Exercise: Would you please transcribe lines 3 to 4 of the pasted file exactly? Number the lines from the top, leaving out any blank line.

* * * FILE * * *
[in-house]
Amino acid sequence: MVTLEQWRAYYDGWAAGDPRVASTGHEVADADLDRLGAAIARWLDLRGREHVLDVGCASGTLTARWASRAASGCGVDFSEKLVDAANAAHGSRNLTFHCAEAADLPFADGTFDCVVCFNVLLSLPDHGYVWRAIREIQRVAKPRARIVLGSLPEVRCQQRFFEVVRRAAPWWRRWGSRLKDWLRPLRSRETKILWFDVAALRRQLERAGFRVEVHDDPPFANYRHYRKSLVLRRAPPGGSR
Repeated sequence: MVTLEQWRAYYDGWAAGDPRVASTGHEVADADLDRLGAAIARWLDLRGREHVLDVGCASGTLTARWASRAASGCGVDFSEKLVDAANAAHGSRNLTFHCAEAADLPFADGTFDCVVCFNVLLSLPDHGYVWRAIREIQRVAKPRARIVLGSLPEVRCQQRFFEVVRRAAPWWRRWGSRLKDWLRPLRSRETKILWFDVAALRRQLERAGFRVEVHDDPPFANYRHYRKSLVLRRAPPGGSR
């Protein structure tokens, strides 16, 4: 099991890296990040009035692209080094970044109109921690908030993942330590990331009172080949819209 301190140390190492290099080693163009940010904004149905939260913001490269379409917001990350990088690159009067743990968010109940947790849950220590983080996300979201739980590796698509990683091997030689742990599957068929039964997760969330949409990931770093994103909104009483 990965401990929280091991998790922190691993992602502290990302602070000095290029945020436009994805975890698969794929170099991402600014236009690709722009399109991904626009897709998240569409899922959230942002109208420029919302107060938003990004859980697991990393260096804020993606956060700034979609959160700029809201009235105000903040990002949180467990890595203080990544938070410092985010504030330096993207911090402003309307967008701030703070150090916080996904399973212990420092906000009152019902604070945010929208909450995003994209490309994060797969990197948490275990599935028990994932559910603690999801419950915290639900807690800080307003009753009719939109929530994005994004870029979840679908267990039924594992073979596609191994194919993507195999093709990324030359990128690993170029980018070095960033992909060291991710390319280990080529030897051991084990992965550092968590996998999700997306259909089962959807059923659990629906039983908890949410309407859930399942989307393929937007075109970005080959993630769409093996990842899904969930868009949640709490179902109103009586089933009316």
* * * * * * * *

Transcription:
Repeated sequence: MVTLEQWRAYYDGWAAGDPRVASTGHEVADADLDRLGAAIARWLDLRGREHVLDVGCASGTLTARWASRAASGCGVDFSEKLVDAANAAHGSRNLTFHCAEAADLPFADGTFDCVVCFNVLLSLPDHGYVWRAIREIQRVAKPRARIVLGSLPEVRCQQRFFEVVRRAAPWWRRWGSRLKDWLRPLRSRETKILWFDVAALRRQLERAGFRVEVHDDPPFANYRHYRKSLVLRRAPPGGSR
């Protein structure tokens, strides 16, 4: 099991890296990040009035692209080094970044109109921690908030993942330590990331009172080949819209 301190140390190492290099080693163009940010904004149905939260913001490269379409917001990350990088690159009067743990968010109940947790849950220590983080996300979201739980590796698509990683091997030689742990599957068929039964997760969330949409990931770093994103909104009483 990965401990929280091991998790922190691993992602502290990302602070000095290029945020436009994805975890698969794929170099991402600014236009690709722009399109991904626009897709998240569409899922959230942002109208420029919302107060938003990004859980697991990393260096804020993606956060700034979609959160700029809201009235105000903040990002949180467990890595203080990544938070410092985010504030330096993207911090402003309307967008701030703070150090916080996904399973212990420092906000009152019902604070945010929208909450995003994209490309994060797969990197948490275990599935028990994932559910603690999801419950915290639900807690800080307003009753009719939109929530994005994004870029979840679908267990039924594992073979596609191994194919993507195999093709990324030359990128690993170029980018070095960033992909060291991710390319280990080529030897051991084990992965550092968590996998999700997306259909089962959807059923659990629906039983908890949410309407859930399942989307393929937007075109970005080959993630769409093996990842899904969930868009949640709490179902109103009586089933009316």